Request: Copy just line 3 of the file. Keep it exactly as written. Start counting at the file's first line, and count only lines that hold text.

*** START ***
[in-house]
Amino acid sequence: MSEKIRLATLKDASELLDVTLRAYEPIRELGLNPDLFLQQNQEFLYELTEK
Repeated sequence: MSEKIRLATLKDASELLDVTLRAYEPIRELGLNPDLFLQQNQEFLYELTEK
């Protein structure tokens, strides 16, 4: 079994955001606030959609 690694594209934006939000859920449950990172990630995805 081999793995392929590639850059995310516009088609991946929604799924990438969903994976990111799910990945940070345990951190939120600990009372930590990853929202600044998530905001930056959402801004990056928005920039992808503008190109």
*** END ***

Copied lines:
Repeated sequence: MSEKIRLATLKDASELLDVTLRAYEPIRELGLNPDLFLQQNQEFLYELTEK